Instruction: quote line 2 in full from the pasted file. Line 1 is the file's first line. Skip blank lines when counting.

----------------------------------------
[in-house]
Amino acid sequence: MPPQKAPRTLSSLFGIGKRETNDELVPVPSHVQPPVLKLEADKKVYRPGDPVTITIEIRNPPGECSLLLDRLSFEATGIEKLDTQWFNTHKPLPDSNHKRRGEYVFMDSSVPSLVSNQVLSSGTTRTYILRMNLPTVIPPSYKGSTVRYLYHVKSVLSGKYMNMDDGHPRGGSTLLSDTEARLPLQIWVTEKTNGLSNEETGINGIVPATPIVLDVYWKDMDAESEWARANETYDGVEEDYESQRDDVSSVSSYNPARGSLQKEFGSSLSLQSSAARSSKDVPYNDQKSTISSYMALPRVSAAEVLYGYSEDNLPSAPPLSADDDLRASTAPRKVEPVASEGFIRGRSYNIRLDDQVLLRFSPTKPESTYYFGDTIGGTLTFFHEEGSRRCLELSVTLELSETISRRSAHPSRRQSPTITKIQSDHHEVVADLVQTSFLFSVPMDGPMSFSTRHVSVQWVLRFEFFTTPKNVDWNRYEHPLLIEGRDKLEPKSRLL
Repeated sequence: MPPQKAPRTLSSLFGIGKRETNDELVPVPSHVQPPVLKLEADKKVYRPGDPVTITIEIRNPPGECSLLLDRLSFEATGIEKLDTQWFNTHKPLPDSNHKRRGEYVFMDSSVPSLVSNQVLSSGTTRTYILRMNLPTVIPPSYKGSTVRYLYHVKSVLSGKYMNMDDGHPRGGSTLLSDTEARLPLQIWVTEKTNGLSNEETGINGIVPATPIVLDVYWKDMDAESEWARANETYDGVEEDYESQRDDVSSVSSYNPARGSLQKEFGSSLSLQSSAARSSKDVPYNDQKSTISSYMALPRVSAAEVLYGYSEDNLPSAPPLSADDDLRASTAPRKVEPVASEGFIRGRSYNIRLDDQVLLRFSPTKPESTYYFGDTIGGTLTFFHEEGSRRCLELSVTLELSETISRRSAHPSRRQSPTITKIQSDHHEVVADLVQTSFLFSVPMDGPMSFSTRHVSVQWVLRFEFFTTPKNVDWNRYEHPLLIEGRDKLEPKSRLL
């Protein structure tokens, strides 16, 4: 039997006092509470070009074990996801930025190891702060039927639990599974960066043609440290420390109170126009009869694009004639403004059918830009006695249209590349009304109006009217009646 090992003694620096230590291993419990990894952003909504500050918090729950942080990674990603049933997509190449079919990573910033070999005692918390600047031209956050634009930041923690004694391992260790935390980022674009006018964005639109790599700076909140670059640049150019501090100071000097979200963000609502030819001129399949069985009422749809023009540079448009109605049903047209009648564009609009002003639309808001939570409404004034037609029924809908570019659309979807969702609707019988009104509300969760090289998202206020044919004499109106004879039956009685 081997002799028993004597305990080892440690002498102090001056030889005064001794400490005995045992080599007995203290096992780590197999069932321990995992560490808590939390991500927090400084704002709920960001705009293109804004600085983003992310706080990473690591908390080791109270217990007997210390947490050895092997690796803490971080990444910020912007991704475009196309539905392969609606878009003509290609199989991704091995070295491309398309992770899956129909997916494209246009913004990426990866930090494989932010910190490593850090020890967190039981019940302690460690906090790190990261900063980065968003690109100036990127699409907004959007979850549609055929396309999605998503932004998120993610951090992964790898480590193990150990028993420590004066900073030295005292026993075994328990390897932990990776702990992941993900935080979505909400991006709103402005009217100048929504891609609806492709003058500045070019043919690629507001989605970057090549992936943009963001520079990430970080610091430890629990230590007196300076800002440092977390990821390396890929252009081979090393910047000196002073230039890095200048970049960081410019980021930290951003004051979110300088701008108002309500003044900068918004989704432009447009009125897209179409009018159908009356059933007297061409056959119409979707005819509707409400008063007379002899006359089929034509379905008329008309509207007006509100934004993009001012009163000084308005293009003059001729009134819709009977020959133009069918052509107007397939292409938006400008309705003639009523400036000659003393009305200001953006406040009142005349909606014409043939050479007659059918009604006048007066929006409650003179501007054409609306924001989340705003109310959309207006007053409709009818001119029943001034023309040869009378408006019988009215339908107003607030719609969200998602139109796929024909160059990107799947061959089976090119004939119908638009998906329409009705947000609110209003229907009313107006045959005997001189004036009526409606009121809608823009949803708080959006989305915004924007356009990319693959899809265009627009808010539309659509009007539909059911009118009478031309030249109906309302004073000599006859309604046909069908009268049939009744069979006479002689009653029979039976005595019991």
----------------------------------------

Amino acid sequence: MPPQKAPRTLSSLFGIGKRETNDELVPVPSHVQPPVLKLEADKKVYRPGDPVTITIEIRNPPGECSLLLDRLSFEATGIEKLDTQWFNTHKPLPDSNHKRRGEYVFMDSSVPSLVSNQVLSSGTTRTYILRMNLPTVIPPSYKGSTVRYLYHVKSVLSGKYMNMDDGHPRGGSTLLSDTEARLPLQIWVTEKTNGLSNEETGINGIVPATPIVLDVYWKDMDAESEWARANETYDGVEEDYESQRDDVSSVSSYNPARGSLQKEFGSSLSLQSSAARSSKDVPYNDQKSTISSYMALPRVSAAEVLYGYSEDNLPSAPPLSADDDLRASTAPRKVEPVASEGFIRGRSYNIRLDDQVLLRFSPTKPESTYYFGDTIGGTLTFFHEEGSRRCLELSVTLELSETISRRSAHPSRRQSPTITKIQSDHHEVVADLVQTSFLFSVPMDGPMSFSTRHVSVQWVLRFEFFTTPKNVDWNRYEHPLLIEGRDKLEPKSRLL